Continuing my annual review for 2021 regarding US companies, after posting my 2021 watchlist review for Canadian companies, the same steps apply: I evaluate the operating performance of the business, not how the price stock did. More importantly, I scan the market for quality companies to consider a potential business to be added to my portfolio. And for the US portfolio this year, I will be adding 4 businesses and removing 5.
Keep in mind that each company is evaluated separately, and given the size of my watchlist, I’m unable to cover each one in detail in this post. Therefore, the graphs on earnings and cash flow performance including on what’s reported already plus estimates from street consensus should be used as an initial research point, since your goals and risk tolerance might differ than mine. Having said that, these graphs give a nice glance of recent business performance (including previous recession periods), and how these businesses are estimated to progress in the short term.
List of US companies that I decided to no longer partner with:
Kohls Corp: KSS was severely impacted in the current recession and although analysts expect the company to recover in the long term, I believe there are better opportunities for capital allocation than this sector, even though KSS has a strong history of a well managed business. This is a sector in the middle of a transformation, with many uncertainties regarding growth and stability of income. Although most of the weight of my decision is on the sector that they operate, KSS’s current credit rating also makes it too risky for me, and the recent dividend cut no longer provides the attractive elements that it once had.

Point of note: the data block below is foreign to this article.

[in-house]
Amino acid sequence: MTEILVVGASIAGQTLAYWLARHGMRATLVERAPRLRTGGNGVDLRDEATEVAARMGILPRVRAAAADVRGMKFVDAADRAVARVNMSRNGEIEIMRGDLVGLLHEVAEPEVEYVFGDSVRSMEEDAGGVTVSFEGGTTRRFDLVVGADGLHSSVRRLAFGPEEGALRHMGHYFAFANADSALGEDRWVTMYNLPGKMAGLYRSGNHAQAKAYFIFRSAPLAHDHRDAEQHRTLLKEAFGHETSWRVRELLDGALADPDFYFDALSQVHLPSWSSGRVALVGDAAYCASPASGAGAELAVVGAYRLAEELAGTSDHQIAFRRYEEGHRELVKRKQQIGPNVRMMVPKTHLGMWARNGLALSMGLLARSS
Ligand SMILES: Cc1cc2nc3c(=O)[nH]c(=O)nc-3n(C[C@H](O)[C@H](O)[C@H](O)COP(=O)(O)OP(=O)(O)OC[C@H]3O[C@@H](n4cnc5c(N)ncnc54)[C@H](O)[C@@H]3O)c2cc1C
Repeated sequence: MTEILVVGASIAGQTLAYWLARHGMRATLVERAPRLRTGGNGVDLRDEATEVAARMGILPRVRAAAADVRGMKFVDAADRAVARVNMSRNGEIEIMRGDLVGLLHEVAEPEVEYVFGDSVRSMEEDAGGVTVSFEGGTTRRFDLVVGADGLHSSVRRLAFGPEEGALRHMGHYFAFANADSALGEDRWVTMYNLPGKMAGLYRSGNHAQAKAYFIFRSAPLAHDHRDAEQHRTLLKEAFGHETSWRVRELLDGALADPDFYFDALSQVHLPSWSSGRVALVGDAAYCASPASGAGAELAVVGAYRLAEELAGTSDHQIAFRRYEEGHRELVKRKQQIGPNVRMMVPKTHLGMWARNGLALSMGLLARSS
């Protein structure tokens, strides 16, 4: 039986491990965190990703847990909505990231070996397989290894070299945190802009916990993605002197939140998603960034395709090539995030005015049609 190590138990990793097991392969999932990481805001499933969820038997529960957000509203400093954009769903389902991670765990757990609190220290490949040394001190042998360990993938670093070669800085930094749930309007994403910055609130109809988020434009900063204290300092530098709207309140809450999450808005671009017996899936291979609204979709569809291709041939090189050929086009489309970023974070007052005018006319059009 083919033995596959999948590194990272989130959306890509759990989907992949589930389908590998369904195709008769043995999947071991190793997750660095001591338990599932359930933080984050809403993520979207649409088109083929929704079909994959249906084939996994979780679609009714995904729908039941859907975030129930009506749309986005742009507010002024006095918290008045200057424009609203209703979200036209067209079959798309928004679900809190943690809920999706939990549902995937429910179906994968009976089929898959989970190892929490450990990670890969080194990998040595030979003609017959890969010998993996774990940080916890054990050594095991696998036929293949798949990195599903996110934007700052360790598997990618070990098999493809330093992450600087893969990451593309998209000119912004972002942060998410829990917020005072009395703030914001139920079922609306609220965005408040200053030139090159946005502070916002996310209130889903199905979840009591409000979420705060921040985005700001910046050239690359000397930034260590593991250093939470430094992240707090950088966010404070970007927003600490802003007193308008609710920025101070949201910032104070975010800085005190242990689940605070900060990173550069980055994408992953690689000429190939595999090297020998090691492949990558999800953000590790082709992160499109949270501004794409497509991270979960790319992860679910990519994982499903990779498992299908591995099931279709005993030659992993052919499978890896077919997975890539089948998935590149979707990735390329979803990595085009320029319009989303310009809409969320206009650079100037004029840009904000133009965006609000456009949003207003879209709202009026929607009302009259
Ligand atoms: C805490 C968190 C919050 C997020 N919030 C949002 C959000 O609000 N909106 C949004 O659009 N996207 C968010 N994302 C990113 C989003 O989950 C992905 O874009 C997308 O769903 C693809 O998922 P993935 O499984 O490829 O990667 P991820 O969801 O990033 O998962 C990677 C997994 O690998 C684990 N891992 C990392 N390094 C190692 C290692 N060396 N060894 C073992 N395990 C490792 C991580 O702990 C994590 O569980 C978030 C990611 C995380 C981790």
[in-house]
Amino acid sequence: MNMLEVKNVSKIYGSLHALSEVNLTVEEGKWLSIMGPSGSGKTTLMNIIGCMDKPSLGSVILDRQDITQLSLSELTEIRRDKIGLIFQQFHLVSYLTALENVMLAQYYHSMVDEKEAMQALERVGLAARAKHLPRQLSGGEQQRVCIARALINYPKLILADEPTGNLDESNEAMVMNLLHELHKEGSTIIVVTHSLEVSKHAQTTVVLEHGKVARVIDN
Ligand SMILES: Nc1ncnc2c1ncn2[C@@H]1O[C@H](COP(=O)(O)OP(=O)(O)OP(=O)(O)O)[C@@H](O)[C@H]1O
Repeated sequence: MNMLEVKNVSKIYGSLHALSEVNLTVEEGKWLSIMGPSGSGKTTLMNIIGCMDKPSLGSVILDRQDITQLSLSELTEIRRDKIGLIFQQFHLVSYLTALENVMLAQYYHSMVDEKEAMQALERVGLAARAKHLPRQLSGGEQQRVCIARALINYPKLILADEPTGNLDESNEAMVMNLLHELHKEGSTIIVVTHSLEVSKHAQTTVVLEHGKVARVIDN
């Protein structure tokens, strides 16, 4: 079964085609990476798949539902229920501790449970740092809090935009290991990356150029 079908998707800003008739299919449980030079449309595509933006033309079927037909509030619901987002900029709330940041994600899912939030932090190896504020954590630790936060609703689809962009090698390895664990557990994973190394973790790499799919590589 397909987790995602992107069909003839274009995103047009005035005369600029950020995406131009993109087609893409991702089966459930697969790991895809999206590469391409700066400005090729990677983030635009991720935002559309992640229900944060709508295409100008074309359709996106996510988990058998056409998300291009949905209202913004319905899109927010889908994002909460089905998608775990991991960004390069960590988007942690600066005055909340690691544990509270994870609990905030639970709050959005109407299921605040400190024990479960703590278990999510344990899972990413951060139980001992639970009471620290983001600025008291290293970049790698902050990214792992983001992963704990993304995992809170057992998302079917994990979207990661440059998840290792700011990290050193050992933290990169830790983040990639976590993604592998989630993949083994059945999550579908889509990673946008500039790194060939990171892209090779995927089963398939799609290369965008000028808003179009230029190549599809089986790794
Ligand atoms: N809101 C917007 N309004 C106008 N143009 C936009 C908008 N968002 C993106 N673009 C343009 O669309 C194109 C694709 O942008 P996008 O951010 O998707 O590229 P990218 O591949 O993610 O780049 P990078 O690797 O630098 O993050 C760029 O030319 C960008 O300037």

Molson Coors Beverage Co: TAP is a well managed business, and although they were affected by this recession, I believe it’s a temporary hit, as cash flow is strong. However, I have been shifting risk from dividend growth strategies to pure growth strategies, being more strict regarding quality and stability for dividend growth companies. TAP credit rating and the high but erratic operating cash flow poses a risk level that I rather have on my growth portfolio, as I seek a better stability and reliability on dividend growth portfolio. Earnings are estimated to decrease in the coming years, helping with the decision that there are better capital opportunities for reliability and dependability of income growth.
Wells Fargo & Co: WFC was severely impacted by this recession, and this is the second time in a relatively short period that their dividends get affected. I believe that as a bank they have more risks than I am comfortable with, and I no longer want to partner with a business that was unable to keep my income growth from dividends as reliable and dependable as I want. I believe there are other financial institutions that can provide the level of income growth and dependability that I am looking for, based on the information that I have today, which is discussed below.
List of US companies that I started to partner with: